Co-parenting

The ending of a relationship is difficult to navigate in almost any situation, but having children together complicates it even further. Ideally, barring serious issues like substance abuse or domestic violence, both parents play an active role in their children’s lives. Research indicates that the quality of the relationship between parents, whether together or divorced, has a strong influence on the mental well-being of children. Positive co-parenting can be difficult, so I’ve included a few tips and tricks for working together to make your children’s lives the best they can be.
1) Make it about the kids, not about emotion. It is easy after the ending of a relationship to let your emotions get the best of you. However, if you can approach working with your former partner from a less emotional perspective, it will be easier to co-parent in the long run. So, how do we control these overwhelming emotions? Using mindfulness to be present in the moment can help, as can paced breathing and progressive muscle relaxation. Ground yourself before you answer a phone call or before you meet with your fellow co-parent. Viewing your former partner as your child’s parent rather than your ex may be helpful. You might even give yourself a positive affirmation such as “I can control my emotions; my emotions do not control me” or “I am doing this for my kids.”.
2) Don’t let your children hear you speaking ill of the other parent. This goes for stepparents, too! Don’t put your children in the middle of your grown-up problems. Don’t bad mouth your former partner or their current partner or spouse. This only causes undue stress for the children and makes them think they have to take sides. Instead, speak positively about the other parent. If something pops up, that is questionable, speak with the other parent about it out of earshot from the children. Refer to the other parent as “your dad” or “your mother” rather than referring to the parent by name.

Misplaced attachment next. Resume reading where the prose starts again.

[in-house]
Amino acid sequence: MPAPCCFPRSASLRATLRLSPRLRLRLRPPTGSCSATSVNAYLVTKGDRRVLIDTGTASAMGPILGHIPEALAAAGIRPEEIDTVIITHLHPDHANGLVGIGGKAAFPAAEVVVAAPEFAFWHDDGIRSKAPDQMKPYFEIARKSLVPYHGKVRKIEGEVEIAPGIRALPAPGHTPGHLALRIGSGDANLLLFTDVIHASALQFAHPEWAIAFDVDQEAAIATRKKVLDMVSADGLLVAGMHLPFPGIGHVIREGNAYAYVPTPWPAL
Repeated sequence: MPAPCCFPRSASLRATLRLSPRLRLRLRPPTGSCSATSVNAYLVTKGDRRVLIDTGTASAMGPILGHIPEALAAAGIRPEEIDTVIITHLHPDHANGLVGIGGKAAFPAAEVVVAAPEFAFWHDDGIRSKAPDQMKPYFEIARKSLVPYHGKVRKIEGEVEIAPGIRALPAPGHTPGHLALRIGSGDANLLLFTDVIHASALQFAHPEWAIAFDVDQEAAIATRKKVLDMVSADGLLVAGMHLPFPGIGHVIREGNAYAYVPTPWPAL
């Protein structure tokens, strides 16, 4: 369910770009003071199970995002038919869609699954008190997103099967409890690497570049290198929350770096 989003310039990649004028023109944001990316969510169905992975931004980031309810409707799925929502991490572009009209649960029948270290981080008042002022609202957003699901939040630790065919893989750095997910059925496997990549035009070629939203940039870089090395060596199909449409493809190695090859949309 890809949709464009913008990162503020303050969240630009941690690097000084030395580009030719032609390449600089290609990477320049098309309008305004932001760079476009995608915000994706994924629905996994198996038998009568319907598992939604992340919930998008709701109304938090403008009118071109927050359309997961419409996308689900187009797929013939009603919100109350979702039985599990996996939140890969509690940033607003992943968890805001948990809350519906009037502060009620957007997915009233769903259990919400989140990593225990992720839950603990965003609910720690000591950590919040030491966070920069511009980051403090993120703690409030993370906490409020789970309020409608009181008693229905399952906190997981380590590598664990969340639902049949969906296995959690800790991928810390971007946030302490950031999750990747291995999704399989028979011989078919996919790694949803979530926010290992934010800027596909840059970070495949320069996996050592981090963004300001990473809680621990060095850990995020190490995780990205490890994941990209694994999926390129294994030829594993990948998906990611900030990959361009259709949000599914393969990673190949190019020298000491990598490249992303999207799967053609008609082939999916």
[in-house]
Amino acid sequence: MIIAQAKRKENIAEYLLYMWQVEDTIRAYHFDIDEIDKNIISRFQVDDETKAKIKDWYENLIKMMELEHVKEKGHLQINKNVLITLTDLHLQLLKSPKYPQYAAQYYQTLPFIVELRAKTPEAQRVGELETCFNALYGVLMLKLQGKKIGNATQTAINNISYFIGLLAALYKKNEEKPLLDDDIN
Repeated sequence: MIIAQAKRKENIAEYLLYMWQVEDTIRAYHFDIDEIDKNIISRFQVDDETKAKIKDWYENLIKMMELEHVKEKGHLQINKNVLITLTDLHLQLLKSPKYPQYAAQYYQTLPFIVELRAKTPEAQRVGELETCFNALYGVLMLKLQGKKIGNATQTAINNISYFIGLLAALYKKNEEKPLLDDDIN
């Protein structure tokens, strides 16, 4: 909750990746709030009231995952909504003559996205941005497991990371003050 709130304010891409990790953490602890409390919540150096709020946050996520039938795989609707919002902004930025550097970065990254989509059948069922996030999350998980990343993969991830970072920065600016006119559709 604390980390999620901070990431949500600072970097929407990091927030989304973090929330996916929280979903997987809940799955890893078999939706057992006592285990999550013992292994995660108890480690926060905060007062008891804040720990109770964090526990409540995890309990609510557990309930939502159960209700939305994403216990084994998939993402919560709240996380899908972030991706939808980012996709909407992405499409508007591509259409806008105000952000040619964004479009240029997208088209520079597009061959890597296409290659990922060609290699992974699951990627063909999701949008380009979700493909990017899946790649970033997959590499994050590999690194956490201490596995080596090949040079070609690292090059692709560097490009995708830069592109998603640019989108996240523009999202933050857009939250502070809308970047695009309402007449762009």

3) Form a united front. You know your children best, and you likely know they need structure to thrive. If at all possible, co-parent in such a way that your children know they cannot pit you against each other. Setting standard rules for both houses can help as well as having family traditions such as a biweekly dinner or fun event to show that the two of you can be in the same room and are working together.
4) Ask for help if you need it! Lots of parents have been through co-parenting struggles before. Reach out for advice, look for a support group, or get into therapy. Therapy isn’t just for couples struggling with marital or relationship issues; it can be great for improved co-parenting even after the relationship has ended.
If you are interested in setting up an appointment for therapy involving co-parenting, reach out to us at 931-805-5780.

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Crossroads Counseling Services, LLC, 2515 Wilma Rudolph Blvd Ste 113
Clarksville, TN 37040

contact@crossroadscounselingtn.com
(931) 805-5780

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